A Bit (or a Few Bytes) of Background
It took a team to build the Elon University/Pew Internet Predictions
Database - Imagining the Internet - a three-section resource including
thousands of voices making thousands of predictive pronouncements
about the future of networked communications.
research was inspired by a suggestion from Lee Rainie,
director of the Pew Internet & American Life Project, during
a visit to Elon University in 2000. He spoke then with School
of Communications faculty members Janna Quitney Anderson
and Connie Ledoux Book about his idea to assemble
a database of predictions. It had been inspired by Ithiel de Sola
Pool's research work "Forecasting the Telephone."
In 2001, Book undertook a small preliminary study funded by
Pew Internet. She and her research assistants used several search
terms such as "Internet" and "Future" to seek
predictions made between 1993 and 1995 in the Lexis-Nexis database.
Book's ensuing 2002 research report, an analysis of several hundred
predictive statements, established the following major themes:
The Internet will transform society; it will transform economies;
content will drive the Internet's success; the Internet presents
security and privacy concerns; the Internet's growth is dependent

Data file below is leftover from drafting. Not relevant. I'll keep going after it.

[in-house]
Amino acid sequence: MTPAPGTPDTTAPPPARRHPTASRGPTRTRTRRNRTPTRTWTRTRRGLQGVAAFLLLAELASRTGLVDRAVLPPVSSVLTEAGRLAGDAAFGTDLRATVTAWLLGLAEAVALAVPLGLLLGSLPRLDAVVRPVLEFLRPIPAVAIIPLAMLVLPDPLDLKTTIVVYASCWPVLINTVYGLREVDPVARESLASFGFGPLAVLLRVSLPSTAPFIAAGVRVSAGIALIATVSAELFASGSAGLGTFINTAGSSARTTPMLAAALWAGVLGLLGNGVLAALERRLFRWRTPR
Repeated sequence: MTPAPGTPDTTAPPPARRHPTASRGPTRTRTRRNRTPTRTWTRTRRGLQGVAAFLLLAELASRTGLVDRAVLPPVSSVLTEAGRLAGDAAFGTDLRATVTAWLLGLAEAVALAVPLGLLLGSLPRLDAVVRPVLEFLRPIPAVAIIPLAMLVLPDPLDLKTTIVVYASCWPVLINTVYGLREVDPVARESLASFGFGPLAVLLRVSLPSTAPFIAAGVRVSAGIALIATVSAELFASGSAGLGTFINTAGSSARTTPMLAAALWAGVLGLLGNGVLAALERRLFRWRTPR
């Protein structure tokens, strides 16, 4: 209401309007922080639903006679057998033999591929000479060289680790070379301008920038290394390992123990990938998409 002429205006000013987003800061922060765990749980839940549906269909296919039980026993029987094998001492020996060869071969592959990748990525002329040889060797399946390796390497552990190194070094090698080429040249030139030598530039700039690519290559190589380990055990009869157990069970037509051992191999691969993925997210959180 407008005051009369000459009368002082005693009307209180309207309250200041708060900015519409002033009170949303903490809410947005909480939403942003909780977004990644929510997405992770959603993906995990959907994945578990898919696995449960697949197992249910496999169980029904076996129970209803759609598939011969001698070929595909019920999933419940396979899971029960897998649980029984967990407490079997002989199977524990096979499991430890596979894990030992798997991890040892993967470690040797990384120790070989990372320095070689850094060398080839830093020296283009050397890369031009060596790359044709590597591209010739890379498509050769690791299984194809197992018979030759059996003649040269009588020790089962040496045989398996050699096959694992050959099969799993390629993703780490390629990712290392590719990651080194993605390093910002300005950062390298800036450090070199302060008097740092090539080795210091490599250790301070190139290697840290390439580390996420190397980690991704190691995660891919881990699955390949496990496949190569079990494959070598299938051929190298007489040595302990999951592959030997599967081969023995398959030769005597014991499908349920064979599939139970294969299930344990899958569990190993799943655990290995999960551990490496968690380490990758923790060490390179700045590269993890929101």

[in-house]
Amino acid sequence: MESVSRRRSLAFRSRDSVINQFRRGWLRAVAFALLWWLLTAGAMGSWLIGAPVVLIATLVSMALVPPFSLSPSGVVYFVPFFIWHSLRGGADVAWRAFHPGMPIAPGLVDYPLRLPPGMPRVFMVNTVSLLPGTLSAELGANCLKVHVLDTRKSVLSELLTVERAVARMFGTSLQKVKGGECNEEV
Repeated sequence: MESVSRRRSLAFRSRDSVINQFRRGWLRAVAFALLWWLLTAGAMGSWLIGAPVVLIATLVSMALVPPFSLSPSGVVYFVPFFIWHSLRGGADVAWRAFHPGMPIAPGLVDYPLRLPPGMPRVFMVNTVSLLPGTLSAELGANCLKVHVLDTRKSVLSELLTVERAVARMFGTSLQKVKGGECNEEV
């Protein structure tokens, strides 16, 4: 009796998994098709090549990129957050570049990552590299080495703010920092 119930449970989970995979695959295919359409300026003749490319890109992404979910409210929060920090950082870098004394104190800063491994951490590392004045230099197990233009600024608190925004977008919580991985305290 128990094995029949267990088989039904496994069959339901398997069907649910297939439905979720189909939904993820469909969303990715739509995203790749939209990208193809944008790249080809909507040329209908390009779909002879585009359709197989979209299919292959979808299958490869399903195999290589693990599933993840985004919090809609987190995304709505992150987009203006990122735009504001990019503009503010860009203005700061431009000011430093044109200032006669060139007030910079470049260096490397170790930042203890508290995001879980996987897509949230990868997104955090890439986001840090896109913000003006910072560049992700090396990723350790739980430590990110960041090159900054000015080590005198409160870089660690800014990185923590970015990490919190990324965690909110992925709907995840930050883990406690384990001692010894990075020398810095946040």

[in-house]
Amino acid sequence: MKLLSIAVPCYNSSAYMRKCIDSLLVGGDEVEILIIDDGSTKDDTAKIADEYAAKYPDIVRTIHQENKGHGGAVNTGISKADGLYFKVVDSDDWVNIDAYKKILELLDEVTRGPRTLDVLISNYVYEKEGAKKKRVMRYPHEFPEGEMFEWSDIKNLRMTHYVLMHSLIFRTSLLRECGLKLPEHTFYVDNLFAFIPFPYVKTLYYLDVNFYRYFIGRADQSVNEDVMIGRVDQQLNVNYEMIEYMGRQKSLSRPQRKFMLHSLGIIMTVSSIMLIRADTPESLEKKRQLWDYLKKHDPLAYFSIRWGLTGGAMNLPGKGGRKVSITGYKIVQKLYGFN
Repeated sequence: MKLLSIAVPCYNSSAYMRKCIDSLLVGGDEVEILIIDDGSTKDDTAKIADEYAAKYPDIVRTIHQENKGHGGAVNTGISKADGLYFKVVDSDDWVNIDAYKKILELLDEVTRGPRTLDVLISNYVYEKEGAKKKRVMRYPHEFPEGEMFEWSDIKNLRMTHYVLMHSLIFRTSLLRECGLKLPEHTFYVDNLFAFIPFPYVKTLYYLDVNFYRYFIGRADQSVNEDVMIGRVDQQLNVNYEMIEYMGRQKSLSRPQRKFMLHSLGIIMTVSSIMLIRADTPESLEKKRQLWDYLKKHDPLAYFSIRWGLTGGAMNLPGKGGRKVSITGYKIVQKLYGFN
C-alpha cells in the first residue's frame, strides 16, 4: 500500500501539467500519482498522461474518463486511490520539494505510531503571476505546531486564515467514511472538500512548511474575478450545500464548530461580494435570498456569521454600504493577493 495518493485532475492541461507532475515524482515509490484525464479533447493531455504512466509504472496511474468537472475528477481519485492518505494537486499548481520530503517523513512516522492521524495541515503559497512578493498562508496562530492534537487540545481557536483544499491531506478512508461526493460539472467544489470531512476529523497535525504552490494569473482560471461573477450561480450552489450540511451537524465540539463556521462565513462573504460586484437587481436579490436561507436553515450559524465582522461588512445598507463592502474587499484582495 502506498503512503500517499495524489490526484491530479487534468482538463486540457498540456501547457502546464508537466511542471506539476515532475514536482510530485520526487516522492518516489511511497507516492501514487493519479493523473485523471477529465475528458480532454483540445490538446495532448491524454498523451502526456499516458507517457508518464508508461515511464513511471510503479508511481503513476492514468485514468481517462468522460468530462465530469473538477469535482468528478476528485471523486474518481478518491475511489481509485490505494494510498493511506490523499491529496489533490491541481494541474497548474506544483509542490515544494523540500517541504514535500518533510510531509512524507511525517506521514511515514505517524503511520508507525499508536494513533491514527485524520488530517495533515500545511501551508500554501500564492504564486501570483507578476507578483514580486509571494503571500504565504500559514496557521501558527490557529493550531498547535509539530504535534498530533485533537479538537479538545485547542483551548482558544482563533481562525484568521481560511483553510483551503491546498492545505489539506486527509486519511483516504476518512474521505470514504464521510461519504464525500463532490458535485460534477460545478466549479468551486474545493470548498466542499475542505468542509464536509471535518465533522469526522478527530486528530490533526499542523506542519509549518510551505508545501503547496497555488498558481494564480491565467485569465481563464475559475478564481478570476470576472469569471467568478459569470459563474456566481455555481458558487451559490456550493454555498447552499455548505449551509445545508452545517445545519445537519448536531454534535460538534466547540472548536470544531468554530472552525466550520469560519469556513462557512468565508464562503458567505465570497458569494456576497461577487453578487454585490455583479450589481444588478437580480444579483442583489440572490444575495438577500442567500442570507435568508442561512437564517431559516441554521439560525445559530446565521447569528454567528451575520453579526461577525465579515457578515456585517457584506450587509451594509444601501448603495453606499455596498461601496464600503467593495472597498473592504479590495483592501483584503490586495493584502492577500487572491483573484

on an efficient and reliable infrastructure; the Internet will
spawn a new generation of hardware and software; the Internet
will create a smaller world; the Internet will transform America's
schools; the Internet will impact professions.
This first report, "Forecasting the Internet: A Retrospective
Technology Assessment," was used in 2003-2004 as the base
from which Anderson built an ensuing study aimed at assembling
a large, thorough, public database of thousands of predictions
made between 1990 and 1995. This more comprehensive study targeted
statements made by Internet stakeholders and skeptics, and it
included searches through major books of the time, Internet sites,
magazines, speeches, research presentations and newspaper articles.
(None of the predictions logged in Book's initial study were slotted
into this online database; the Elon/Pew Predictions Database was
started from scratch in order to begin with a clean slate, utilizing
a more detailed method of searching, identifying, mining and sorting
the data.) The 1990 to 1995 Predictions Database is not exhaustive;
there are predictive statements that went unlogged; the collection
is a representative sample.
Upon the completion of the early 1990s predictions database,